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Video game history is the future in The Eternal Castle

Ancient bitstory.

The first thing you need to know about The Eternal Castle is it's a remaster of the 1987 original of the same name. Well... except it isn't. This ruse could easily be a gag or pretentious bullshit but the pretence it's a remaster of a game that came out decades ago is the first clue this game is about the past.

Set in the far flung future, The Eternal Castle has a deliberately vague plot but the key details aren't hard to unravel. An attempt to flee earth to other worlds ended with a load of colonists stuck in stasis on a ship in the Earth's orbit, all while the planet below fell into chaos. Playing as one of these colonists, Adam or Eve, your choice, your ship crashes on Earth. From there it's a romp through a mish mash of pulpy post-apocalyptic and science fiction vignettes; the mad scientist's lair, a set of war-torn ruins and an overgrown temple ruled by a cult.

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The first thing anyone is going to notice is the visuals. This blown out 2-bit world is striking as all hell, entire landscapes stripped down to silhouettes and ghosts. While to play it will be familiar to anyone who's touched any modern cinematic platformer like Inside or Little Nightmares, its visuals make it clear it has roots in much older games like Another World and Flashback.

Stories in which our familiar earth is presented as ancient and forgotten, skyscrapers to be plundered like the ruins of other past civilisations, aren't new but The Eternal Castle uses video game history as the language to contextualise it. The past of our future won't be tied up in dusty tomes and tablet, it will be discs and hard-drives. The 2-bit lens through which we explore is a call to our own real world past to tell us we are rooting around history. Everything new will become old, even spaceships.

You never feel at ease, the blown out backgrounds often hiding enemies.

It's not just the aesthetics of those old titles that get borrowed though. The cinematic platformer genre is infamous for its trial and error approach, a trait carried all the way from Another World to Inside. The Eternal Castle has this too but it's not out of warm nostalgia. They don't lift it wholesale either - the game does allow in certain set pieces a variety of approaches and there are multiple routes through areas to stave off the repetition. The reloads and checkpoints are made a part of the story. As you live and die and repeat the game begins to drip feed the idea you are not in the real world.

A hidden challenge in the game is the tea master, an unassuming foe who sits drinking tea till challenged. He's tough as all hell but each time he wins, he recounts the number of attempts you've made. He acknowledges the player's continuity and canonises it within the game. Suddenly we have to question more about this world and its authenticity. Stuck in virtual reality is hardly a fresh trope of course but alongside the calls to the past, it's less about messing with your head and more about our relationship with our computer filled world.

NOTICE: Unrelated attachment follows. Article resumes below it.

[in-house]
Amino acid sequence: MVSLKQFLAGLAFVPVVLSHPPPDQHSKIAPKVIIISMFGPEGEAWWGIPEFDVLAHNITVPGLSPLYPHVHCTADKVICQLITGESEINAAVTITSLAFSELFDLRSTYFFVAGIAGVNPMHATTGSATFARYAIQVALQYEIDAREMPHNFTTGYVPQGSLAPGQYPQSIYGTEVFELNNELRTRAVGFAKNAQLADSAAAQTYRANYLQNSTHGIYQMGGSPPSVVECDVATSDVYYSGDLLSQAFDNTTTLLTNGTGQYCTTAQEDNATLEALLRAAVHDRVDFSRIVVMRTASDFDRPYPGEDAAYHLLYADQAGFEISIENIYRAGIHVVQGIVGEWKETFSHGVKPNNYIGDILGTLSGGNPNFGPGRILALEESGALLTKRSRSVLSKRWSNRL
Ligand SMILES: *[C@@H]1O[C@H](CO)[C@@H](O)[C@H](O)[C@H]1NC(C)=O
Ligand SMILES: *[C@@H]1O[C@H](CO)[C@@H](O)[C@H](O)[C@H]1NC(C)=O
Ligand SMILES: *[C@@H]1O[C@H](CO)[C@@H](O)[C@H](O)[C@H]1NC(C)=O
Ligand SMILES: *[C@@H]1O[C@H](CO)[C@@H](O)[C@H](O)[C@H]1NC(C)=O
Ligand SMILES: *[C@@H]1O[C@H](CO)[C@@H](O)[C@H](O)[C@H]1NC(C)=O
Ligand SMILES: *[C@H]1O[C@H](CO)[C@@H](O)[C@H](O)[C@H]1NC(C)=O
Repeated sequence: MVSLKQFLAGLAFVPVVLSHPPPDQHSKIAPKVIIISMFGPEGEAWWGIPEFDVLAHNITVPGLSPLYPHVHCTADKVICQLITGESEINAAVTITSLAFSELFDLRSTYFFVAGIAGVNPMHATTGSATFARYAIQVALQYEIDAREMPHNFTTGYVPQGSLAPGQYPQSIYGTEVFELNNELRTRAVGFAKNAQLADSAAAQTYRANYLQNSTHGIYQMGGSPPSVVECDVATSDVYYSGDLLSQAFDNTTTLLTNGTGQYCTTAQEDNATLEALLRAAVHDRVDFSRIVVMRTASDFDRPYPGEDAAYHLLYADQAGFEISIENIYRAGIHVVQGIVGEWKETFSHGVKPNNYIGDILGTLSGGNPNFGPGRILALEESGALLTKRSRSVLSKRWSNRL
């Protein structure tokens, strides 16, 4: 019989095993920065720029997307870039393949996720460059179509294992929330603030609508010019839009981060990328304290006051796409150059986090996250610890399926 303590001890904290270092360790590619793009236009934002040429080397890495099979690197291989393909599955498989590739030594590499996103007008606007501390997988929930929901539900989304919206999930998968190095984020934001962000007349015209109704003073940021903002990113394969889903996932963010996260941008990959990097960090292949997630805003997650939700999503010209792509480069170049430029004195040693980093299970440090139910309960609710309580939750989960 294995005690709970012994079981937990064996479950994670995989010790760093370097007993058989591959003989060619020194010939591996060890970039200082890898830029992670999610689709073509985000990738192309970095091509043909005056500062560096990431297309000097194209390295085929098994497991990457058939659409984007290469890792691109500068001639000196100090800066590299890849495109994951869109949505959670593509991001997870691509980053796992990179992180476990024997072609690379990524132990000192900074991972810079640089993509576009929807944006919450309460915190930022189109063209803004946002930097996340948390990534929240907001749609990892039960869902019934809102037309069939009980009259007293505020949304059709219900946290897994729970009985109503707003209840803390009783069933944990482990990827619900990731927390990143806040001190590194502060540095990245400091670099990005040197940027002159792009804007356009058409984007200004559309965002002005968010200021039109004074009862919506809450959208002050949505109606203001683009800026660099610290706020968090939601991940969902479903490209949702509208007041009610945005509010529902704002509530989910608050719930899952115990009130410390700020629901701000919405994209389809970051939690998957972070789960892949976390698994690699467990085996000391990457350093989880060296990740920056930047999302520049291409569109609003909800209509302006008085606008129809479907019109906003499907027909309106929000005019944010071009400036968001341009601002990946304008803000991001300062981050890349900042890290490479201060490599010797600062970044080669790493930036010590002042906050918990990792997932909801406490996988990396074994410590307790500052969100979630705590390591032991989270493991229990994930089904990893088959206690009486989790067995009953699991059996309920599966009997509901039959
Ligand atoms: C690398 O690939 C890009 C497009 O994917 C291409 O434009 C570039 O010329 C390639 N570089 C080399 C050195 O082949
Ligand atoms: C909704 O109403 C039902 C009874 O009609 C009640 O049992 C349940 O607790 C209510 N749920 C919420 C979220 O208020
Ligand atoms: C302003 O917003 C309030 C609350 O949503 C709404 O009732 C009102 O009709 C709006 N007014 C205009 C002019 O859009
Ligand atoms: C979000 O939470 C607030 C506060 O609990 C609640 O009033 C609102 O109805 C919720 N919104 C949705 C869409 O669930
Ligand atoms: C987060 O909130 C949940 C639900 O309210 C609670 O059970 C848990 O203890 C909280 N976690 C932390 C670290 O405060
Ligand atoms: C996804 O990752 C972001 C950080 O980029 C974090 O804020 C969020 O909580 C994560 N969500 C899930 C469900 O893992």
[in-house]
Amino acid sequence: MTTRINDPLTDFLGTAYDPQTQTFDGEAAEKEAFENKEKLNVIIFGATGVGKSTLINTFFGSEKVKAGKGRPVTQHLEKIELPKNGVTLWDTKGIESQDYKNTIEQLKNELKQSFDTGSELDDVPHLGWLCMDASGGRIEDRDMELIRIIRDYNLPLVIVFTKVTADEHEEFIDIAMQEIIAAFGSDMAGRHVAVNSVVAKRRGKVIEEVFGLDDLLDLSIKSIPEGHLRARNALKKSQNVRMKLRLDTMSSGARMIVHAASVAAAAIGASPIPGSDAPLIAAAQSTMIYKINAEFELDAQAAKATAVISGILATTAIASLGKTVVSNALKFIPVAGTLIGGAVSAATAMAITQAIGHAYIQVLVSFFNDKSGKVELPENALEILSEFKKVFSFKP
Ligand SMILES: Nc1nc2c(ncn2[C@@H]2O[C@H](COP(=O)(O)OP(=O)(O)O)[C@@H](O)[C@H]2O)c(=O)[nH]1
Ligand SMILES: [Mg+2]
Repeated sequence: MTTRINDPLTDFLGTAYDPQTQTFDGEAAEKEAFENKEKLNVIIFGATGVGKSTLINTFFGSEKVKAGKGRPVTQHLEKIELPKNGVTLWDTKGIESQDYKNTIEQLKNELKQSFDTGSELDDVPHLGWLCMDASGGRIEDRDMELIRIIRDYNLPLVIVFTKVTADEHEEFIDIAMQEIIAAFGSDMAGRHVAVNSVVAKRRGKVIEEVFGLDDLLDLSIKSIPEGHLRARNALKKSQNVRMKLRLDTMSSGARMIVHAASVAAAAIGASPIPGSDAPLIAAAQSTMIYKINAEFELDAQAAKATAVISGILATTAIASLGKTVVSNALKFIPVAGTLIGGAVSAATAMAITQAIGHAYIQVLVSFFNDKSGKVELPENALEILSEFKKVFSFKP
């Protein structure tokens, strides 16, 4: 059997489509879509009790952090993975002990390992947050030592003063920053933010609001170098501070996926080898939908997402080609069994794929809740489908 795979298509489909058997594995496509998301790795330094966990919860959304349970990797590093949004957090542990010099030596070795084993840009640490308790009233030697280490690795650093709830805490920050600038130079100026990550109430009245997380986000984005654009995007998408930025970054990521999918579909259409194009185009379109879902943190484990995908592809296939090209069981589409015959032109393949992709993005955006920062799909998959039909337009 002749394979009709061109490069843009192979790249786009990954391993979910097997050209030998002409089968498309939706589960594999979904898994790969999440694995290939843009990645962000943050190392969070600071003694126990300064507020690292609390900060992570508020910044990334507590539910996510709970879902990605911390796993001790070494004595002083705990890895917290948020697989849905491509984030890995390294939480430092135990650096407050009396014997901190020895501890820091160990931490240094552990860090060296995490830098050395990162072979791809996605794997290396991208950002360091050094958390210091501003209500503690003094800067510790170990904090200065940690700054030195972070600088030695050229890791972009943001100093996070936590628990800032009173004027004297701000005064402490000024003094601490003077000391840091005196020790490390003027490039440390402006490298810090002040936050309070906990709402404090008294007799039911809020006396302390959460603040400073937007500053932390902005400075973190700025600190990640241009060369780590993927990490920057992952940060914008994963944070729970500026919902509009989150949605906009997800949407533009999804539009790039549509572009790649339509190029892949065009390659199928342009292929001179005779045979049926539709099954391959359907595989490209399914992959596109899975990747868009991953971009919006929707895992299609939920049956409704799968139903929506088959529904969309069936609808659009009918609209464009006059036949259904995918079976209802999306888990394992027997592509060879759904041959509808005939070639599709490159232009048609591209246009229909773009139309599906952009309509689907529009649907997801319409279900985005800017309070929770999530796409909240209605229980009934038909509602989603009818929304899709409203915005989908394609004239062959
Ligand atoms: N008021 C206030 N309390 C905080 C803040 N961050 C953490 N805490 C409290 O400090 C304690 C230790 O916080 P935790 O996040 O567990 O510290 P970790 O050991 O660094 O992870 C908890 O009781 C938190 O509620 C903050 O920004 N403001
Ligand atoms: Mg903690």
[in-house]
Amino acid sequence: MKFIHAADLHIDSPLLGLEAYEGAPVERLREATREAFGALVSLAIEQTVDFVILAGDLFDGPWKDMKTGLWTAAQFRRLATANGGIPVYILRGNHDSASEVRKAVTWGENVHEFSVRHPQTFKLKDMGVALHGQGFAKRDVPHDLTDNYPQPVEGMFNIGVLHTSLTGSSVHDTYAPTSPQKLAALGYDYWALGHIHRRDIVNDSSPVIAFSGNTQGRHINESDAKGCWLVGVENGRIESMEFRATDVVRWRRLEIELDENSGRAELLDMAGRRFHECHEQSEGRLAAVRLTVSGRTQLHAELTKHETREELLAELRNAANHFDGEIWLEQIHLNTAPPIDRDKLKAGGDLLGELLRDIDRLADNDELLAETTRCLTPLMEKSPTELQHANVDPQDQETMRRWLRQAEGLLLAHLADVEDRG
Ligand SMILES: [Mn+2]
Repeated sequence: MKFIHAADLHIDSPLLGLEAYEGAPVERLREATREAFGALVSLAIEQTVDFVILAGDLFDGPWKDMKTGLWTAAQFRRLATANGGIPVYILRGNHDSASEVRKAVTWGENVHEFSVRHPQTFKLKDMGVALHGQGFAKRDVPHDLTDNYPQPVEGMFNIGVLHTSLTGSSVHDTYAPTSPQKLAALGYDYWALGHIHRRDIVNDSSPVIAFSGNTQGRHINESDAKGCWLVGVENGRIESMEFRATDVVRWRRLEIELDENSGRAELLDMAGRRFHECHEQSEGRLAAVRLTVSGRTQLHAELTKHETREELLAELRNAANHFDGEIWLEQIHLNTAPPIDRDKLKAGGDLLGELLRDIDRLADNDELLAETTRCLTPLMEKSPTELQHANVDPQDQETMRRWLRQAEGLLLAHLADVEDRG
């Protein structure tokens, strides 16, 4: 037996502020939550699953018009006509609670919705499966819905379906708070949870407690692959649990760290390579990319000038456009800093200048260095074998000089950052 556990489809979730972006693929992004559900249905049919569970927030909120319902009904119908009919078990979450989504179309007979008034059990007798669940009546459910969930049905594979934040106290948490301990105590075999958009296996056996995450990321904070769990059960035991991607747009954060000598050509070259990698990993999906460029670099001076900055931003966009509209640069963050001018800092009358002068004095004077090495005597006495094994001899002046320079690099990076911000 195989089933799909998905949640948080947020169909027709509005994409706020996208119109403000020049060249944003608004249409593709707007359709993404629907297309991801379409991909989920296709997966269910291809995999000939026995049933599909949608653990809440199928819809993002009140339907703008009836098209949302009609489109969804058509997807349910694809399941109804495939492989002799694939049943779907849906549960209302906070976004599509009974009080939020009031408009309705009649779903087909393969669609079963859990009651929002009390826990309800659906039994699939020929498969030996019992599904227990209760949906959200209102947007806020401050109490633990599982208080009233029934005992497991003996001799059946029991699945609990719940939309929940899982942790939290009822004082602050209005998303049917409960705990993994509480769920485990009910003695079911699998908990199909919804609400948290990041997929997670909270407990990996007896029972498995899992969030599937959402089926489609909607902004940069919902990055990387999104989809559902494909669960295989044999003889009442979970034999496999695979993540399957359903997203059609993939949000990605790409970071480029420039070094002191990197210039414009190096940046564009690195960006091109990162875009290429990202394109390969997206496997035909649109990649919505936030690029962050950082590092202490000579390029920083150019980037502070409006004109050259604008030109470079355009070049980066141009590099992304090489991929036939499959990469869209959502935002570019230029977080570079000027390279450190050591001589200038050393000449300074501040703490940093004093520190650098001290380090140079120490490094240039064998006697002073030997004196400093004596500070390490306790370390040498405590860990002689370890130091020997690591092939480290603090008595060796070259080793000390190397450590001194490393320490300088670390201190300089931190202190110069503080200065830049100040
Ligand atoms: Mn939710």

There's a lot left to the imagination.

'Cause retro here isn't used for cosy nostalgia. If anything it's discomforting. The minimalist visuals can be unsettling, disorientating. The technology depicted within is often deeply unpleasant. The teleport that brings us back to our crashed ship leaves our character puking up their guts, while computers are practically alien, inoperable. The eclectic mix of technologies and genres builds a world of chaos, like Another World and Flashback fed though a meat grinder.

So why pretend to be a remaster? Because it wants you to think of the past. Computers, software... these aren't our future any more. They're our history. The Eternal Castle wants us to root around in it and understand how alienated we can become from our culture within the space of a few years. How many born after the year 2000 could operate DOS? How easy is it to even go play the original versions of the games The Eternal Castle is inspired by? Technology moves so quickly that two generations of console back can feel like the distant past.

It's one of the most evocative worlds I've seen in a game despite the 2-bit style.

The Eternal Castle is about that strange, fraught relationship. These things we build that are destined to be obsolete well within our lifetime, maybe even within a few years. Our world is host to so many whole virtual worlds, lost to time. Entire stories and places on abandoned floppy disks or dusty hard-drives. With every new game we're forging entire universes that will inevitably be lost behind someone's sofa.

That's fascinating, scary and sad all at once but hey, cheer up, The Eternal Castle is also a game where you have a cool as hell punch up in the middle of a post-apocalyptic rave.

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